At Heard County Middle/High School in Franklin, Ga., its okay for students to plaster the walls and lockers with stuff they like.
Thats because one of the things theyve come to like best is helping others, as evidenced by the rows of paper shoes virtually covering the hallways to mark their recent fund-raising efforts for March of Dimes Walk America.
Many of the kids in question areor have beenstudents of Stephanie Kemmerlin Hyatt, a social studies teacher who, in 1993, initiated A Good Deed A Day, an assignment for her sixth- and seventh-graders.
Since then, her students have averaged about 25,000 good deeds annually, the only exception being the 1999/2000 school year, when Kemmerlin Hyatt was on maternity leave. Even in her absence, the students carried on informally.
Some deeds are small, such as mowing a neighbors lawn, baby-sitting for free, or unloading the dishwasher for Mom (although some moms might, in fact, consider this one a miracle). But more and more actions are broad in scale, such as Thanksgiving food drives, clothing and toy drives, and disaster relief. Her studentsalong with the rest of the schoolraised more than $5,000 for the March of Dimes.
Theyre really excited about it, Kemmerlin Hyatt says, adding that the good deed program is by far her students favorite assignment. They love it. They love to keep tabs on their deeds.
It was her 15-year-old daughter, Courtney Kemmerlin, who at age 9 actually sparked the idea for the program. After helping an elderly woman with her shopping cart, Courtney remarked, Well, I did my good deed for today.
Light bulb on. Kemmerlin Hyatt envisioned a good deed assignment as the perfect way to not only shake things up in the classroom, but also to teach her students socially responsive behavior and involve them in real-life problem solving and critical thinking.
I wanted them to be good citizens in the future and practice civic ideals, she says.
Being the progressive type, she decided to give her students a choice: write a quarterly report on a famous humanitarian, or do one good deed a daywithout being askedand keep a journal about it.
It was an easy decision.
The students looked at each other and said, Hey, that sounds kinda neat, Kemmerlin Hyatt recalls.
Funny thing is, though, the effects of this program have reached further than she ever imagined. It went over so well with her own students that she challenged schools throughout the United States to follow suit. In Georgia alone, 300 schools accepted, as did many more throughout the country. That makes for an awful lot of good deeds.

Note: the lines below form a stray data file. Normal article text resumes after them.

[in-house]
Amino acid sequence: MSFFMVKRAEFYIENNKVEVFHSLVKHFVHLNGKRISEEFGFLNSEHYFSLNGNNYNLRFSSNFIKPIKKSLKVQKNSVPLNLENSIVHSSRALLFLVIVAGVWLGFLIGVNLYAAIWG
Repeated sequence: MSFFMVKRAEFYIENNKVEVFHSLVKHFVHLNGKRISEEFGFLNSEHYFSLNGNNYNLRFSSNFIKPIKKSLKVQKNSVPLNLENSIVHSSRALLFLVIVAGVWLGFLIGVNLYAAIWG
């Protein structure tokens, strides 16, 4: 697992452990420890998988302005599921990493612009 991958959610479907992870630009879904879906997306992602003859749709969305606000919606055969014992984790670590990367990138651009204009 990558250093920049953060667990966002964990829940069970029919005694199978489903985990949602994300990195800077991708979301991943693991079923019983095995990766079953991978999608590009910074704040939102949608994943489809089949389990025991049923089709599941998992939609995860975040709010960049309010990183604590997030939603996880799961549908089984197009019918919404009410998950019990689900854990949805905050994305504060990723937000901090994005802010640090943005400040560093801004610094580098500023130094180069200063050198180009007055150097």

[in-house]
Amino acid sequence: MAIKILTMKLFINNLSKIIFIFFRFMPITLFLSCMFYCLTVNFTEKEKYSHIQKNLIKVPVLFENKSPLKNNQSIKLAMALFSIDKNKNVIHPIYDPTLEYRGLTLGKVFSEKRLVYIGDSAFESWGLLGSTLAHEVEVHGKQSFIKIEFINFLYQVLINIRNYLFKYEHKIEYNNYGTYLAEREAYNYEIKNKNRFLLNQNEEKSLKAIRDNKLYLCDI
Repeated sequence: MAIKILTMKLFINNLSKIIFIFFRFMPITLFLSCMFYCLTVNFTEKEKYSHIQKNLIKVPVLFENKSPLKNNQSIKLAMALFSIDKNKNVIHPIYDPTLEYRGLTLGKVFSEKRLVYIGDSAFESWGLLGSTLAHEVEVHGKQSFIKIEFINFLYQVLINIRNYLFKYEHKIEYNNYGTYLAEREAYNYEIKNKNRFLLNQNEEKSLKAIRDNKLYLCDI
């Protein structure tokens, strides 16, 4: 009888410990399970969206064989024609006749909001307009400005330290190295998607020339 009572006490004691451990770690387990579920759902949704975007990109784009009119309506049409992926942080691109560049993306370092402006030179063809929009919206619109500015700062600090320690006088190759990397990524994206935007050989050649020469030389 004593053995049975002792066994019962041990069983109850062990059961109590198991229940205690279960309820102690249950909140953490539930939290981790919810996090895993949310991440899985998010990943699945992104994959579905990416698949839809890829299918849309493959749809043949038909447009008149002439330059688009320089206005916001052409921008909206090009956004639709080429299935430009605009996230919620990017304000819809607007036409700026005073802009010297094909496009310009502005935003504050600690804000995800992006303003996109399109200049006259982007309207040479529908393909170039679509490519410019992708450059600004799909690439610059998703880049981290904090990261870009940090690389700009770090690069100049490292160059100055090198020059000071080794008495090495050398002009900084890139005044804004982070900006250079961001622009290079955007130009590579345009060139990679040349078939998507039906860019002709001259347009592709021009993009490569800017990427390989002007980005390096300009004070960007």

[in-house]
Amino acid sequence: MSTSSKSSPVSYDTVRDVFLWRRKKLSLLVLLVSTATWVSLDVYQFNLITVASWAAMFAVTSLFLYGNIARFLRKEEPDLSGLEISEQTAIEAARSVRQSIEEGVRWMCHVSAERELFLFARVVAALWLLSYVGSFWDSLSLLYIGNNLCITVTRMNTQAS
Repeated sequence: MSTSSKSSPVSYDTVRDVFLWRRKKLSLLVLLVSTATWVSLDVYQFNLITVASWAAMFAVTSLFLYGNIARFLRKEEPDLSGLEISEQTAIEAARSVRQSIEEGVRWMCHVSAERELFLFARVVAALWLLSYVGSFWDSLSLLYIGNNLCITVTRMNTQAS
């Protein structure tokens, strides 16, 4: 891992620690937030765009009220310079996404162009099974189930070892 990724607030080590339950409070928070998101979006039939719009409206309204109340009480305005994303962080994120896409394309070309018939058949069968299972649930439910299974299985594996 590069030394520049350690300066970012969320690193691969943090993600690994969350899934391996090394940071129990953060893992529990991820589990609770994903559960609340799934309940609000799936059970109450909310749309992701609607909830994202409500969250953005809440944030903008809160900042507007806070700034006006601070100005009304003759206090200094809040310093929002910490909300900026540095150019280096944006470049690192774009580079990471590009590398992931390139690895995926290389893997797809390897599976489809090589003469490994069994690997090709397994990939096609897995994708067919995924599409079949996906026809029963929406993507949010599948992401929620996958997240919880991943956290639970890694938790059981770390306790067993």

And just as importantly, Kemmerlin Hyatts students have fulfilled the primary goal of the program, carrying the A Good Deed A Day sentiment with them long after graduating from her classroom.
At Heard County High School, located at the same site as the middle school, students confirm the programs effects.
At first, we had to do it. Now, its a habit. And you get praise when you get back to school, says senior Laurel Davis.
Junior Angelia Hill says of the daily journals, Thats the reward. You got to look back and see how much you did.
Freshman Brandon McDaniel also encourages his cousin to help others. He explains simply, It makes you feel good to do good deeds.
And do the parents like it? You better believe it.
No one complains about their child acting better, Kemmerlin Hyatt says with a knowing smile. Ive gotten very positive remarks over the years, with notes and phone calls.
Says senior Kevin Hayes, At first, they (parents) thought we just wanted something. They couldnt believe it.
Kemmerlin Hyatt sums up A Good Deed A Day, now promoted by the National Council for the Social Studies:
I think its helped develop a sense of responsibility and empathy for the less fortunate. And theyre more aware of local and national issues and whats going on in the world.
Kemmerlin Hyatt and her students have received plenty of regional and national recognition for their efforts. The teacher has received letters from President Clinton and U.S. Secretary of Education Richard Riley, and CNN filmed a segment at the school. But that recognition, while greatly appreciated, doesnt come close to matching the programs true benefit.
Sure, theyve gotten national attention, but whats so much more important is how much fun they get out of it.